Advertisements

Archive for April 19th, 2018

Teensy 3.6 Double Precision Floats

Having spent a bit of effort wringing enough precision from an Arduino to make the 60 kHz quartz resonator tester, this came as a relief:

DDS frequency:  180000000.0000000 Hz
      epsilon:          0.0000001 Hz
         step:          0.0419095 Hz

Center frequency:  146520000.0000000 Hz
  146520000.0000001 Hz
  146520000.0000002 Hz
  146520000.0000003 Hz
  146520000.0000004 Hz
  146520000.0000004 Hz
  146520000.0000005 Hz
  146520000.0000006 Hz
  146520000.0000007 Hz
  146520000.0000008 Hz
  146520000.0000009 Hz
  146520000.0000010 Hz

... snippage ...

  146520000.0000099 Hz
  146520000.0000100 Hz
  146520000.0419195 Hz
  146520000.0838290 Hz
  146520000.1257386 Hz
  146520000.1676481 Hz
  146520000.2095576 Hz
  146520000.2514671 Hz
  146520000.2933766 Hz
  146520000.3352861 Hz
  146520000.3771957 Hz
  146520000.4191052 Hz
  146520000.4610147 Hz
  146520000.5029242 Hz
  146520000.5448337 Hz
  146520000.5867432 Hz
  146520000.6286528 Hz
  146520000.6705623 Hz
  146520000.7124718 Hz
  146520000.7543813 Hz
  146520000.7962908 Hz
  146520000.8382003 Hz
  146520000.8801098 Hz
  146520000.9220194 Hz
  146520000.9639289 Hz
  146520001.0058384 Hz
  146520001.0477479 Hz
  146520001.0896574 Hz
  146520001.1315669 Hz
  146520001.1734765 Hz

Which comes from a PJRC Teensy 3.6 running this code:

double DDSFreq, EpsilonFreq, DDSStepFreq;
double CenterFreq, TestFreq;

... in setup() ...

  DDSFreq = 180.0e6;
  EpsilonFreq = 1.0e-7;
  DDSStepFreq = DDSFreq / (1LL << 32);
  Serial.printf("DDS frequency: %18.7f Hz\n",DDSFreq);
  Serial.printf("      epsilon: %18.7f Hz\n",EpsilonFreq);
  Serial.printf("         step: %18.7f Hz\n\n",DDSStepFreq);

  CenterFreq = 146520000.0;
  TestFreq = CenterFreq;
  Serial.printf("Center frequency: %18.7f Hz\n",CenterFreq);

... in loop() ...

  if (TestFreq < (CenterFreq + 100*EpsilonFreq))
    TestFreq += EpsilonFreq;
  else
    TestFreq += DDSStepFreq;

  Serial.printf(" %18.7f Hz\n",TestFreq);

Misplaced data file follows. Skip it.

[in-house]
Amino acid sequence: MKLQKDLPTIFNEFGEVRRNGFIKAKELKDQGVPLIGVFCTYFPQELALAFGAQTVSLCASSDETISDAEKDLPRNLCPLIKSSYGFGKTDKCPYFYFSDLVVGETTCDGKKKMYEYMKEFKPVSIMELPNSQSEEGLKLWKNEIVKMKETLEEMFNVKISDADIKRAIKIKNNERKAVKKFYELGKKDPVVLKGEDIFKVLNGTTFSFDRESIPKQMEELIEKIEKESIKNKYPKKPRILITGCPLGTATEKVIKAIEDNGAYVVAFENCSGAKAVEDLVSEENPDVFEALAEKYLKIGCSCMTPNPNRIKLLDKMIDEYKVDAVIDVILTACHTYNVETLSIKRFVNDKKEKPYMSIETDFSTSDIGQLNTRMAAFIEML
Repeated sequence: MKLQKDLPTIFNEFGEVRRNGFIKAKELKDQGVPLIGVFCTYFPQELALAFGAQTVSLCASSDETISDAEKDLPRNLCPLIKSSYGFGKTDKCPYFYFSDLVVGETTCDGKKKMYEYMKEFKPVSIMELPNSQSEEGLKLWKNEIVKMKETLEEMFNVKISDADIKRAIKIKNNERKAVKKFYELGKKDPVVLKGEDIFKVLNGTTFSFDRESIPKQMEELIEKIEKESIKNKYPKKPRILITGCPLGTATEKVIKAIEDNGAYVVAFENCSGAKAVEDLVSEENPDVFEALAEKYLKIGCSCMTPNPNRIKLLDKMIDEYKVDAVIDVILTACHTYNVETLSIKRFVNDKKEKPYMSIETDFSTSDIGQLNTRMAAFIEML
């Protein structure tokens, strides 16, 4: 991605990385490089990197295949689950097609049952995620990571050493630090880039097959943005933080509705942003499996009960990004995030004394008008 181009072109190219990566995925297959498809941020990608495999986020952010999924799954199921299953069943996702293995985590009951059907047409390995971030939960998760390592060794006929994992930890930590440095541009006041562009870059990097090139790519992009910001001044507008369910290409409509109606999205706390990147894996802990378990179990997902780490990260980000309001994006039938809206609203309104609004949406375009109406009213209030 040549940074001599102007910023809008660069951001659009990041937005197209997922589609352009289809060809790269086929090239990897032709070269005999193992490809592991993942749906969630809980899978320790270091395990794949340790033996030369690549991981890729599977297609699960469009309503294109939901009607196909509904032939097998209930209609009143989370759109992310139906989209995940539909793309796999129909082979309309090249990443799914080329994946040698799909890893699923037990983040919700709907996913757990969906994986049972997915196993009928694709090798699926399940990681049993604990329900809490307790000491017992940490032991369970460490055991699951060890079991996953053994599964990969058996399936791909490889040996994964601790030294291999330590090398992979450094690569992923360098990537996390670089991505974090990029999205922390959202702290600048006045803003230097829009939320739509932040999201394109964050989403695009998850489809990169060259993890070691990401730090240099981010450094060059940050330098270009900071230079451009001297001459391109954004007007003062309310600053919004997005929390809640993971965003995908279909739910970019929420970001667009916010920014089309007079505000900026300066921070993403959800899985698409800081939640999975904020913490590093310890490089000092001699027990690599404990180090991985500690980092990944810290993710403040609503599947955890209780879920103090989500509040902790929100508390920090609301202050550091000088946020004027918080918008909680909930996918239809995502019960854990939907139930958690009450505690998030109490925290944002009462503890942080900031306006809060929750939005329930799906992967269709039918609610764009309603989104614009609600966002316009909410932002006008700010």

The IEEE-754 spec says a double floating-point variable carries about 15.9 decimal digits, which agrees with the 9 integer + 7 fraction digits. The highlight lowlight (gray bar) in the first figure shows the slight stumble where adding 1e-7 changes the sum, but not quite enough to affect the displayed fraction.

In round numbers, an increment of 1e-5 would work just fine:

  
  146520000.0000100 Hz
  146520000.0000200 Hz
  146520000.0000300 Hz
  146520000.0000401 Hz
  146520000.0000501 Hz
  146520000.0000601 Hz
  146520000.0000701 Hz
  146520000.0000801 Hz
  146520000.0000901 Hz
  146520000.0001001 Hz
  146520000.0001101 Hz
  146520000.0001202 Hz
  146520000.0001302 Hz
  146520000.0001402 Hz
  146520000.0001502 Hz
  146520000.0001602 Hz
  146520000.0001702 Hz
  146520000.0001802 Hz
  146520000.0001903 Hz
  146520000.0002003 Hz
  146520000.0002103 Hz
  146520000.0002203 Hz
  146520000.0002303 Hz

You’d use the “smallest of all” epsilon in a multiplied increment, perhaps to tick a value based on a knob or some such. Fine-tuning a VHF frequency with millihertz steps probably doesn’t make much practical sense.

The DDS frequency increment works out to 41.9095 mHz, slightly larger than with the Arduino, because it’s fot a cheap DDS eBay module with an AD9851 running a 180 MHz (6 × 30 MHz ) clock.

Advertisements

,

5 Comments